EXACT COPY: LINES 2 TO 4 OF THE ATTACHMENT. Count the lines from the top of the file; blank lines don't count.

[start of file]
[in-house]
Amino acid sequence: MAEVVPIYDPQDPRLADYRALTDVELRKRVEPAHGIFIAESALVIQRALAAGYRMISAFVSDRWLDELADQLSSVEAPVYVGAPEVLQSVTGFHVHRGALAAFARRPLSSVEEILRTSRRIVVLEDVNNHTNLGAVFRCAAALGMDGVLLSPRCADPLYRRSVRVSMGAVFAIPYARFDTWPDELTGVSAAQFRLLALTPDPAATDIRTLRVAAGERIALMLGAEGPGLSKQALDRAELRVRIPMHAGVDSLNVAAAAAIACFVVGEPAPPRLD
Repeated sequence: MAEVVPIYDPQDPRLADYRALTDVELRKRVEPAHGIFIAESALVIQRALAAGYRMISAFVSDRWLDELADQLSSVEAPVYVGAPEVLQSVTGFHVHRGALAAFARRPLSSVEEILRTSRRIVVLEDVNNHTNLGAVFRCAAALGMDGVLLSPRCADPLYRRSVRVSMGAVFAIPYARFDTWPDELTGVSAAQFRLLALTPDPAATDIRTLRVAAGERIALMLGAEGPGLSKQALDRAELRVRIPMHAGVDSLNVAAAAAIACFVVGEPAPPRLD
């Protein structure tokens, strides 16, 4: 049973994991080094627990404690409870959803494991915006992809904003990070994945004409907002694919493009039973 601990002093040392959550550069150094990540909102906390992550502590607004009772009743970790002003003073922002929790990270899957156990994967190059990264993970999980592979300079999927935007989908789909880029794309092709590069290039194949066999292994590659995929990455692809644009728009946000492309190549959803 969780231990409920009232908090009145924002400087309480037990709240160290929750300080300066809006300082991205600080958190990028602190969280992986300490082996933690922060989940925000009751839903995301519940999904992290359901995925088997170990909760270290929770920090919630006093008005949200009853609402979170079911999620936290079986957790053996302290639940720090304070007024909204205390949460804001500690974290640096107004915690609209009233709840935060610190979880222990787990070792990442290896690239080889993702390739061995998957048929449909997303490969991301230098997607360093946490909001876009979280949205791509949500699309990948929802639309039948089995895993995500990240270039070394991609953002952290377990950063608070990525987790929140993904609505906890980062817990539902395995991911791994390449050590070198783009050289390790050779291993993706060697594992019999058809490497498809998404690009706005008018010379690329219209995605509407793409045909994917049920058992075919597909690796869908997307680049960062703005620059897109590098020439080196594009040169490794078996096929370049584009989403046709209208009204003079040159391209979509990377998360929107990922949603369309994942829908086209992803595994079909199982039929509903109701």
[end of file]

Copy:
Amino acid sequence: MAEVVPIYDPQDPRLADYRALTDVELRKRVEPAHGIFIAESALVIQRALAAGYRMISAFVSDRWLDELADQLSSVEAPVYVGAPEVLQSVTGFHVHRGALAAFARRPLSSVEEILRTSRRIVVLEDVNNHTNLGAVFRCAAALGMDGVLLSPRCADPLYRRSVRVSMGAVFAIPYARFDTWPDELTGVSAAQFRLLALTPDPAATDIRTLRVAAGERIALMLGAEGPGLSKQALDRAELRVRIPMHAGVDSLNVAAAAAIACFVVGEPAPPRLD
Repeated sequence: MAEVVPIYDPQDPRLADYRALTDVELRKRVEPAHGIFIAESALVIQRALAAGYRMISAFVSDRWLDELADQLSSVEAPVYVGAPEVLQSVTGFHVHRGALAAFARRPLSSVEEILRTSRRIVVLEDVNNHTNLGAVFRCAAALGMDGVLLSPRCADPLYRRSVRVSMGAVFAIPYARFDTWPDELTGVSAAQFRLLALTPDPAATDIRTLRVAAGERIALMLGAEGPGLSKQALDRAELRVRIPMHAGVDSLNVAAAAAIACFVVGEPAPPRLD
């Protein structure tokens, strides 16, 4: 049973994991080094627990404690409870959803494991915006992809904003990070994945004409907002694919493009039973 601990002093040392959550550069150094990540909102906390992550502590607004009772009743970790002003003073922002929790990270899957156990994967190059990264993970999980592979300079999927935007989908789909880029794309092709590069290039194949066999292994590659995929990455692809644009728009946000492309190549959803 969780231990409920009232908090009145924002400087309480037990709240160290929750300080300066809006300082991205600080958190990028602190969280992986300490082996933690922060989940925000009751839903995301519940999904992290359901995925088997170990909760270290929770920090919630006093008005949200009853609402979170079911999620936290079986957790053996302290639940720090304070007024909204205390949460804001500690974290640096107004915690609209009233709840935060610190979880222990787990070792990442290896690239080889993702390739061995998957048929449909997303490969991301230098997607360093946490909001876009979280949205791509949500699309990948929802639309039948089995895993995500990240270039070394991609953002952290377990950063608070990525987790929140993904609505906890980062817990539902395995991911791994390449050590070198783009050289390790050779291993993706060697594992019999058809490497498809998404690009706005008018010379690329219209995605509407793409045909994917049920058992075919597909690796869908997307680049960062703005620059897109590098020439080196594009040169490794078996096929370049584009989403046709209208009204003079040159391209979509990377998360929107990922949603369309994942829908086209992803595994079909199982039929509903109701």